Microsoft has launched the second version of its Zune music player, and the hardware is pretty much what was expected. The new main Zune runs $250 for an 80 gigabyte hard drive, same as a comparable iPod, and is thinner than the old version with a 3.2 inch screen (resolution 320×240). Two new flash memory Zunes will also be offered, with $150 getting you 4 gigabytes and $200 getting 8 gigs in a smaller form factor and a 1.8 inch screen (same resolution as the larger device).
All the new devices feature the “squircle” control pad (half circle, half square), officially called a Zune Pad. The pad is a completely unique button, that you can press like a standard four-way controller, or you can slide your finger along to scroll, much like flicking on the iPhone’s touch screen. At least you don’t have to make your finger do circles.
The real highlight is the new software. Updated Zune software will allow syncing of the device over wifi, which means you can set up your playlists, songs, podcasts, movies and whatever on your computer and anytime you are home, the device will sync your media through the air, without you ever needing to bring the Zune over to the computer (you can even leave the Zune in your car, and trust it’ll grab the songs while you’re parked at home). Wireless song purchases are not offered yet.
Here’s some video of the new interface:
Wireless song sharing has been made easier. Before, songs that you got from a friend would only play three times over three days, then dissapear. Now, the three time limit is still there, but the songs don’t expire over time, meaning you can just keep holding onto them until you want to listen to them.
Microsoft is also adding 1 million songs to the Zune Marketplace that feature no DRM, no copy protection at all. The device also supports new codecs, like h.264 and MPEG-4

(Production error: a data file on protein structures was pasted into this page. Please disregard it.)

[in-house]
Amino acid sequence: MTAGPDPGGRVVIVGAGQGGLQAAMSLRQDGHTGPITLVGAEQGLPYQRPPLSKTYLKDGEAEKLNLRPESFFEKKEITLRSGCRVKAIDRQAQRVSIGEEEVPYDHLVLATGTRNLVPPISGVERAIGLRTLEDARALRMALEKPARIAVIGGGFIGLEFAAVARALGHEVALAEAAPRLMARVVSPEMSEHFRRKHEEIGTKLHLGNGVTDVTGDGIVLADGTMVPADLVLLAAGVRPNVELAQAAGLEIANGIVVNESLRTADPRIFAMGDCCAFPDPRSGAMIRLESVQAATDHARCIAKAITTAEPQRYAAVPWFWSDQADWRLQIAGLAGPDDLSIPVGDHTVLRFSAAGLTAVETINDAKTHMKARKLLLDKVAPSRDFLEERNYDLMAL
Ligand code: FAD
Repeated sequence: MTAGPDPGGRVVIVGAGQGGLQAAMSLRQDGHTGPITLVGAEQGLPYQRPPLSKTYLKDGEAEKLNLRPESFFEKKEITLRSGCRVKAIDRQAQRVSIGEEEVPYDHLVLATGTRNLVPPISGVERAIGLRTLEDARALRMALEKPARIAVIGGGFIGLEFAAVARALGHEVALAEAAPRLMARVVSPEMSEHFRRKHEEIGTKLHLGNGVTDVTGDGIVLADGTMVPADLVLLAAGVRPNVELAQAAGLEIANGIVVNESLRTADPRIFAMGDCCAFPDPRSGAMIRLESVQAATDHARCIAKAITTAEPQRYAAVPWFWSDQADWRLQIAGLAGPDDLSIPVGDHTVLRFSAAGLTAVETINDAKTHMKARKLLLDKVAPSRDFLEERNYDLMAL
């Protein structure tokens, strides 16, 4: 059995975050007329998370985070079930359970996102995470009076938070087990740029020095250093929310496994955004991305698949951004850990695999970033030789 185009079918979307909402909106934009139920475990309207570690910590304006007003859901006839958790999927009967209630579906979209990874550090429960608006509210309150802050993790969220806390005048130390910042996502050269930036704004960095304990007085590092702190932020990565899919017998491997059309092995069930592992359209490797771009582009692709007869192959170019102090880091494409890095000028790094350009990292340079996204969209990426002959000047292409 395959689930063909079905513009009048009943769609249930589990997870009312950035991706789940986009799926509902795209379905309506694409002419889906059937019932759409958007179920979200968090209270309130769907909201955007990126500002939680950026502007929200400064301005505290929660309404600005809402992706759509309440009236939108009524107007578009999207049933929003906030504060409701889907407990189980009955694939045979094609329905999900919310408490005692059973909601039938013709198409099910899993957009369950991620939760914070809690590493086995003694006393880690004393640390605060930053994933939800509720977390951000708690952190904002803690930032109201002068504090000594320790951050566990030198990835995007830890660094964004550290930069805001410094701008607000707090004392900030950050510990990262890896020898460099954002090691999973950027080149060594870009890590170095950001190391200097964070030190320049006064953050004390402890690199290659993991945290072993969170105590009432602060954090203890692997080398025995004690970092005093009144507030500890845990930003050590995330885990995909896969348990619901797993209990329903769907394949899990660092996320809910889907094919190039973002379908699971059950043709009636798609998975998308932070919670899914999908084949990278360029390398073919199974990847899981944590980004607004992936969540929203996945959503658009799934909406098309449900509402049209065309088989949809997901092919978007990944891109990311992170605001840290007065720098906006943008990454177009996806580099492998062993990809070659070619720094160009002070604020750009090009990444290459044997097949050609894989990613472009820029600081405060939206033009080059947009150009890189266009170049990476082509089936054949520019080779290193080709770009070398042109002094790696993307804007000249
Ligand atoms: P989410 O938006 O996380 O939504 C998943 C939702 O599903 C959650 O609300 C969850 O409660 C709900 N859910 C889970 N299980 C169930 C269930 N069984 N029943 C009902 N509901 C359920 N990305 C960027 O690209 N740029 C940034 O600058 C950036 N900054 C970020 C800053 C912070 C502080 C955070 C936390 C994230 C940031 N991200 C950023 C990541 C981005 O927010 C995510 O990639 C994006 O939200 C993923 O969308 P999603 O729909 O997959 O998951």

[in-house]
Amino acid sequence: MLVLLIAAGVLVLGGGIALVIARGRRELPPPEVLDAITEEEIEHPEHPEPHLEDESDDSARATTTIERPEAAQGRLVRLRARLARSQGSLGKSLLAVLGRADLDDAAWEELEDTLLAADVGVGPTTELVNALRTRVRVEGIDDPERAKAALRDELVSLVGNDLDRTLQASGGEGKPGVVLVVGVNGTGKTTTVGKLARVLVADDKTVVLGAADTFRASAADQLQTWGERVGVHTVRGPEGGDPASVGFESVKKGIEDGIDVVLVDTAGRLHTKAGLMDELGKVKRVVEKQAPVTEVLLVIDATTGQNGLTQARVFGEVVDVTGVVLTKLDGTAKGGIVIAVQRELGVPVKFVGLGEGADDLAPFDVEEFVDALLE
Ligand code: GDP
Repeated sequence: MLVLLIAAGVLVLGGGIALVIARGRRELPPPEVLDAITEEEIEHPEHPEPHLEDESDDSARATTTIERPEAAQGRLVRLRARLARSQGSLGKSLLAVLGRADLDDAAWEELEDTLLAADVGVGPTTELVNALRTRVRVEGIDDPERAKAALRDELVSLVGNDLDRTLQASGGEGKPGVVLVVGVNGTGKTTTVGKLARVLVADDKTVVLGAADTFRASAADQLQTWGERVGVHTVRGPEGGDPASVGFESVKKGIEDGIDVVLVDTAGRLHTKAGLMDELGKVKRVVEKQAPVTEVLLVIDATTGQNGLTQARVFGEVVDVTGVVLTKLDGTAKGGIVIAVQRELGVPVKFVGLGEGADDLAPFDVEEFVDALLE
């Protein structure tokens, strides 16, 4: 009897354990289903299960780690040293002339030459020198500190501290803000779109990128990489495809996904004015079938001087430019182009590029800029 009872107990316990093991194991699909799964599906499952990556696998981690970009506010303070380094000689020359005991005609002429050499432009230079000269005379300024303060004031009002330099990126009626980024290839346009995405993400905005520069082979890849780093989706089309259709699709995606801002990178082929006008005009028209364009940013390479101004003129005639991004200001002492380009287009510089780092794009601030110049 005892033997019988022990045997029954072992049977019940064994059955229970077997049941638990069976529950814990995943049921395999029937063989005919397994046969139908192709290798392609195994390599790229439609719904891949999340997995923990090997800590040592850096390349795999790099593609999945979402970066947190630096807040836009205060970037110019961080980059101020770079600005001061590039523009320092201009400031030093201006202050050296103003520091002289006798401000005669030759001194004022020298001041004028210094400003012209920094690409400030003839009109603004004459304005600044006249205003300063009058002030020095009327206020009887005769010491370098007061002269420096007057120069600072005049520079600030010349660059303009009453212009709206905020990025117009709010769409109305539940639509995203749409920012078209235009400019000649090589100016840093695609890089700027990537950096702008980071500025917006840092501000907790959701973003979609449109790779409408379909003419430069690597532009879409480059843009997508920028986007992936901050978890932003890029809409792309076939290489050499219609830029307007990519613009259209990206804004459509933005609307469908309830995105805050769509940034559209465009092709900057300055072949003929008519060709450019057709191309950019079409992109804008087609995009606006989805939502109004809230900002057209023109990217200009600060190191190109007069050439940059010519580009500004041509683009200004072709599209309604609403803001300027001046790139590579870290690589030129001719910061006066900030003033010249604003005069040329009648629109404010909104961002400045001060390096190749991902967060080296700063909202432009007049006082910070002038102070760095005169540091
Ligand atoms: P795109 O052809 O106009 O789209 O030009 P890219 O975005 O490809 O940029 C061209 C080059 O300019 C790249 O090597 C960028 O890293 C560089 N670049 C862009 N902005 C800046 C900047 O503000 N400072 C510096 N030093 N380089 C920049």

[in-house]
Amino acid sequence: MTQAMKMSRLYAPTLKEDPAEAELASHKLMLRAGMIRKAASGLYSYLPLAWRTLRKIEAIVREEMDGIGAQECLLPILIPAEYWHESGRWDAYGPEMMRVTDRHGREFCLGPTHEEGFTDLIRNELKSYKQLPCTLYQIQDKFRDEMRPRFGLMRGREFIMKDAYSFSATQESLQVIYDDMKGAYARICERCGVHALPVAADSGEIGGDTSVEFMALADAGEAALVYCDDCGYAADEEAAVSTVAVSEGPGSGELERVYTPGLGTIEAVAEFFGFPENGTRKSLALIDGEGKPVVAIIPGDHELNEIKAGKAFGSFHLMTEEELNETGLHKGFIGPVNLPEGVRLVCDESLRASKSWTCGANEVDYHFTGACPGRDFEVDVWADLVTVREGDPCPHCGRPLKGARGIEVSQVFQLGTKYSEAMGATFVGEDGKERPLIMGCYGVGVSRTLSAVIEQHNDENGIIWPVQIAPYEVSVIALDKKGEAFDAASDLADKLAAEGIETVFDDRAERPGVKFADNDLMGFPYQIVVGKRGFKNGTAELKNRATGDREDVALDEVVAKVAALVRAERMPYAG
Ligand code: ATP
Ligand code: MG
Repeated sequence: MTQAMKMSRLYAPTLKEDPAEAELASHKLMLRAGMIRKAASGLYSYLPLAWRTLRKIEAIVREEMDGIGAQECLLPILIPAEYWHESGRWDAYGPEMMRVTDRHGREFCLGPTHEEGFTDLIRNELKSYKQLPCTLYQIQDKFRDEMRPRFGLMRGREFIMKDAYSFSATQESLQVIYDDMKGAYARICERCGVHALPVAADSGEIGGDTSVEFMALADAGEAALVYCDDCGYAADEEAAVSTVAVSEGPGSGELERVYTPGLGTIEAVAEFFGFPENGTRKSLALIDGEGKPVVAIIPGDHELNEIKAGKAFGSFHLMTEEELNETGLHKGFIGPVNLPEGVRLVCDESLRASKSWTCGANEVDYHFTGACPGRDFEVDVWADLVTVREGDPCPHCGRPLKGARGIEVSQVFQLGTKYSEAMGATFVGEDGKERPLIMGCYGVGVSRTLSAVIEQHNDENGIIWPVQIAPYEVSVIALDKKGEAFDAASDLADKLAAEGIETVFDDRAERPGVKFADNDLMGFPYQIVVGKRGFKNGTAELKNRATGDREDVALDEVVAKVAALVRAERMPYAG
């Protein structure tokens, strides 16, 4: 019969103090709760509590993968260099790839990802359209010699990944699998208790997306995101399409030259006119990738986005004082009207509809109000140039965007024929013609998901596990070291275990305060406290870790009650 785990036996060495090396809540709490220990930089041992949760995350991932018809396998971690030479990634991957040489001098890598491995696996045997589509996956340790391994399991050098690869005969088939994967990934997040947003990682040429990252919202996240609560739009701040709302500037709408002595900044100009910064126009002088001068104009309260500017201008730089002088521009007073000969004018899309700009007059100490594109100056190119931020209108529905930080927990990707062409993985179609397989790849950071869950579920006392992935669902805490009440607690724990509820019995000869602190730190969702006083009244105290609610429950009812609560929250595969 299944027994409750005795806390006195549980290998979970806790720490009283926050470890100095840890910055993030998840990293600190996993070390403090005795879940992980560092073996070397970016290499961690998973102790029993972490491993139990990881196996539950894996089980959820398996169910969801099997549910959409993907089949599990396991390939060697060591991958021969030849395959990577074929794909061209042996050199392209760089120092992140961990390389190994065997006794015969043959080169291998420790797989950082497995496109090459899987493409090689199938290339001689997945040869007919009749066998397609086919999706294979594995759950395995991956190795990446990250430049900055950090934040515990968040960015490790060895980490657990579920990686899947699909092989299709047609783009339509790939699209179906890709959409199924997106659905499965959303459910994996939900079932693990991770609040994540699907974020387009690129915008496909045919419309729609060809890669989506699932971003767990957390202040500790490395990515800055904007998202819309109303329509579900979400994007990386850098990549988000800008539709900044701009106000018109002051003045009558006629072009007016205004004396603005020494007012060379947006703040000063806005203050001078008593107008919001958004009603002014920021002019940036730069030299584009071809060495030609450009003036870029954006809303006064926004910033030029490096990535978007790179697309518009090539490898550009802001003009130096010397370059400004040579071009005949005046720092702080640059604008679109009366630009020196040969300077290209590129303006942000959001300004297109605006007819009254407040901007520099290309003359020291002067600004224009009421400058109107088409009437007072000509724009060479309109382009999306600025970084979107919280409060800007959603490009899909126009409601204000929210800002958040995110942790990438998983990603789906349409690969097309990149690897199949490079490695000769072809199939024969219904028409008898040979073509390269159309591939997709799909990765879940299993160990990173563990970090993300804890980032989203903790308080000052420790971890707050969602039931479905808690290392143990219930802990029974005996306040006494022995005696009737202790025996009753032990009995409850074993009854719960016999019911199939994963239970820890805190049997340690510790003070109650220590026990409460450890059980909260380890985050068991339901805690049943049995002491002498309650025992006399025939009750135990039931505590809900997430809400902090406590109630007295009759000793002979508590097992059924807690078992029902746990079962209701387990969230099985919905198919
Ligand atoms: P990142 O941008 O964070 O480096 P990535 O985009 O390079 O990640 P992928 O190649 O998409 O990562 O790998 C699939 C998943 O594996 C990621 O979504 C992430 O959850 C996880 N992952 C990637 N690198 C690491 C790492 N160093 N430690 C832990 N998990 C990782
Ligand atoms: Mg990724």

The Zune software has also been updated, and now allows you to subscribe to music and video podcasts. It also features a social music community with “Zune Cards” that reflect users’ musical interests and recent songs. You will also be able to sync recorded TV shows from Windows Media Center to the device.
The original Zune will be updated with the new software and continue to be sold for $200 as long as supplies last. As of June, Microsoft had sold 1.2 million of them, one Zune for every 25 similar iPods sold, so while it has a solid market position, there’s a lot of work to be done in catching Apple.
As far as the old Zune getting the new Zune features, Gizmodo says “This is how you treat your customers”, reflecting growing animosity against Apple. Over the last month, Apple’s users have been turning against it, angry at the company for shipping buggy updates that broke their phones, fighting against unlocked iPhones and third party software, and releasing an iPod Touch that was missing features for no other reason than that so Apple could sell those features on the more expensive iPhone.
Funny, a year ago, you wouldn’t imagine people trumpeting Microsoft as the company that cares more, but Apple’s done a fine job of revealing that, at its core, its a company that overcharges, operates on image, not quality, locks down its software and hardware and just plain doesn’t give a crap about what anyone thinks.
And I’ve got news for you: In many ways, this new Zune is superior to the current iPod. The 80-gig iPod, which sells for the same price, looks like a can of shit (aluminum MP3 players is just a stupid idea), while the Zune looks more like an updated iPod, and don’t get me started on how much better the small Zune looks than the new Nanos. Plus, given that all the Zunes have wifi, which no comparable iPod does, and you’ve got a pretty good deal.
With Apple trying to lock you into everything and determined to not update the software in any significant way in order to sell more iPhones, why wouldn’t you buy a Zune now? Microsoft finally has a compelling case, and good for them.
Expect to see these devices in stores the middle of November.